The BJP government, for the sake of petty votes has decimated the history of India and Jammu and Kashmir, by claiming that J&K has been integrated in 2019 after abrogation of Article 370. It has provided leverage to the separatist forces to accentuate Kashmir issue at international forums, claiming that India had ‘illegally occupied’ Kashmir since 1947, as present dispensation has asserted that disputed territory has been integrated in 2019 after abrogation of Article 370.
Where is the policy of assimilation?
The government of India has been fighting elections by claiming that Jammu and Kashmir has been integrated but what policy they have for the assimilation of people. Home minister says that Article 370 didn’t allow democracy in J&K and this move will be for the betterment of the erstwhile state, but he hasn’t allayed the public apprehensions and questions. How anything could be good for people, if its implementation needs complete lockdown and communication blackout. They talk about democracy, but will they throw light on the basic attributes of democracy and tell the nation, wherein democracy it is mentioned to sabotage people’s right to protest and move freely.
It’s been more than a year now, the people have been deprived of high speed internet and when anyone asks for it, the BJP leadership terms him anti-national or terrorist, which is the high level of democracy for the party. The particular move of the government, firstly unilaterally revoking Article 370 and then making it a plank to garner votes in different states of the country, has made people in Jammu and Kashmir more hostile towards the Union. New Delhi has no policy to assimilate people, which is clear from its policies of letting everyone in the country buy land in Jammu and Kashmir.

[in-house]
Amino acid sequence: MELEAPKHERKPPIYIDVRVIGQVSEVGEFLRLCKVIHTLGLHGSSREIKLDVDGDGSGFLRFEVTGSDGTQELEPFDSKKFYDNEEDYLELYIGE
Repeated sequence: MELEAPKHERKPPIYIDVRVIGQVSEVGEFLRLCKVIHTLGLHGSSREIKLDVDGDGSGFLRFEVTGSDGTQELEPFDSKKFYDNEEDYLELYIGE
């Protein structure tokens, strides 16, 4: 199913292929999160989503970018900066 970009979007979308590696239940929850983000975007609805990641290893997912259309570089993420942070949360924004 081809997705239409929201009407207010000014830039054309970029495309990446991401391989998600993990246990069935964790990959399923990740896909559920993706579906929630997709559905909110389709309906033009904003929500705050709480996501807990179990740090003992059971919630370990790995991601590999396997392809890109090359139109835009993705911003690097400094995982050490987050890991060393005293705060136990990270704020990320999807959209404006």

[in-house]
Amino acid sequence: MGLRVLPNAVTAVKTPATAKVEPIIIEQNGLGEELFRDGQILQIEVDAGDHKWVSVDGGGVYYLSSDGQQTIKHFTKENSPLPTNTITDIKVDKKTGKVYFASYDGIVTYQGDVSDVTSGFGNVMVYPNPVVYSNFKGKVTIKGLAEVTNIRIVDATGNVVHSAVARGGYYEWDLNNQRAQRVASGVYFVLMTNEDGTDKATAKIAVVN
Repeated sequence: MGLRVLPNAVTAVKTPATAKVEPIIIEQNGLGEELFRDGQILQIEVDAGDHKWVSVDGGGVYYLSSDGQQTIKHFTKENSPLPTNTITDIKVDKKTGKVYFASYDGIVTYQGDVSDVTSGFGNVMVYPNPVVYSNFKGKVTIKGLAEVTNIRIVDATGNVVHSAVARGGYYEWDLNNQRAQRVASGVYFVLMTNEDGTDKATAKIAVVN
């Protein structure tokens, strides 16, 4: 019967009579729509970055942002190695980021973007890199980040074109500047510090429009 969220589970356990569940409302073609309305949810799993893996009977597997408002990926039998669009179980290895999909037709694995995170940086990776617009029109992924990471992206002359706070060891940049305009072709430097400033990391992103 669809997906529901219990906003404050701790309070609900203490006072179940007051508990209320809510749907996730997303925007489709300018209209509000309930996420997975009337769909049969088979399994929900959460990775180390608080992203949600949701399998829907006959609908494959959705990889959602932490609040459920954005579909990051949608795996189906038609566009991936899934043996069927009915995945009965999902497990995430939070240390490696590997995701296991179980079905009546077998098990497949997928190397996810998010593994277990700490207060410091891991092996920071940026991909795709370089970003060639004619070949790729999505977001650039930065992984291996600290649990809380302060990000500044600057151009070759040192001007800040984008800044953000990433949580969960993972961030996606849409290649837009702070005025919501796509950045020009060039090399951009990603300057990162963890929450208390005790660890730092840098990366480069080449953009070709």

The people in Jammu and Kashmir have suffered since a long time and have been particularly recognised as the people of conflict, but when it came to enjoy dividends of scrapping of Article 370, as claimed by the government, they have been categorised as normal people and not people of conflict. The people of the country have to understand that scrapping of Article 370 or degrading the state into Union Territory has brought no good for the country as a whole and it will never bring any, because it has nothing to do with the national interest.
The move has strengthened the political narrative of a particular party and it has been vindicated through their election speeches. Had the move for the interest of the nation, it had not been raked up again and again during every political speech, which amounts to rubbing salt on the wounds of the people of Jammu and Kashmir, who related article 370 with their identity. If the government at centre really wants to do anything good for Jammu and Kashmir, they should focus on development and stop politicizing the issue for vested interests.
Pardeep Singh Bali is a Research Scholar in the Department of Journalism and Mass Communication, Punjabi University Patiala. The article is taken from Counter Currents